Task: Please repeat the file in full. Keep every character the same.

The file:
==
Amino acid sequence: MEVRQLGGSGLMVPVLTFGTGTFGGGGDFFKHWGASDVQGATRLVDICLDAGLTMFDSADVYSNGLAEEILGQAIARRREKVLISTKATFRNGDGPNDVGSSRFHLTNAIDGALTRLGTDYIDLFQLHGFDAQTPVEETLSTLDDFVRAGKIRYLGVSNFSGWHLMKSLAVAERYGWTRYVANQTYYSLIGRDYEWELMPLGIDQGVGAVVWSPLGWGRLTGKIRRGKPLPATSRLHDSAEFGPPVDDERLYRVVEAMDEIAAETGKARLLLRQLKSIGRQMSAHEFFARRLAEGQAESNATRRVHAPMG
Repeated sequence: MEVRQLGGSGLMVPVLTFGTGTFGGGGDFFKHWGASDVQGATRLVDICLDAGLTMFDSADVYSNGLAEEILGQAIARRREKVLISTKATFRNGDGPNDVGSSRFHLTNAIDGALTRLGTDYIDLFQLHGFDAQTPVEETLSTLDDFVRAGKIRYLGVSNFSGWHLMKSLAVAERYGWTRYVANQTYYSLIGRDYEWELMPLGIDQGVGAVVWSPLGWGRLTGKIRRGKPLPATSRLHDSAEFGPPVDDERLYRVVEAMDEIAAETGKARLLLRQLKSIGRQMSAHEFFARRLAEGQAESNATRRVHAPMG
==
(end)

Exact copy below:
Amino acid sequence: MEVRQLGGSGLMVPVLTFGTGTFGGGGDFFKHWGASDVQGATRLVDICLDAGLTMFDSADVYSNGLAEEILGQAIARRREKVLISTKATFRNGDGPNDVGSSRFHLTNAIDGALTRLGTDYIDLFQLHGFDAQTPVEETLSTLDDFVRAGKIRYLGVSNFSGWHLMKSLAVAERYGWTRYVANQTYYSLIGRDYEWELMPLGIDQGVGAVVWSPLGWGRLTGKIRRGKPLPATSRLHDSAEFGPPVDDERLYRVVEAMDEIAAETGKARLLLRQLKSIGRQMSAHEFFARRLAEGQAESNATRRVHAPMG
Repeated sequence: MEVRQLGGSGLMVPVLTFGTGTFGGGGDFFKHWGASDVQGATRLVDICLDAGLTMFDSADVYSNGLAEEILGQAIARRREKVLISTKATFRNGDGPNDVGSSRFHLTNAIDGALTRLGTDYIDLFQLHGFDAQTPVEETLSTLDDFVRAGKIRYLGVSNFSGWHLMKSLAVAERYGWTRYVANQTYYSLIGRDYEWELMPLGIDQGVGAVVWSPLGWGRLTGKIRRGKPLPATSRLHDSAEFGPPVDDERLYRVVEAMDEIAAETGKARLLLRQLKSIGRQMSAHEFFARRLAEGQAESNATRRVHAPMG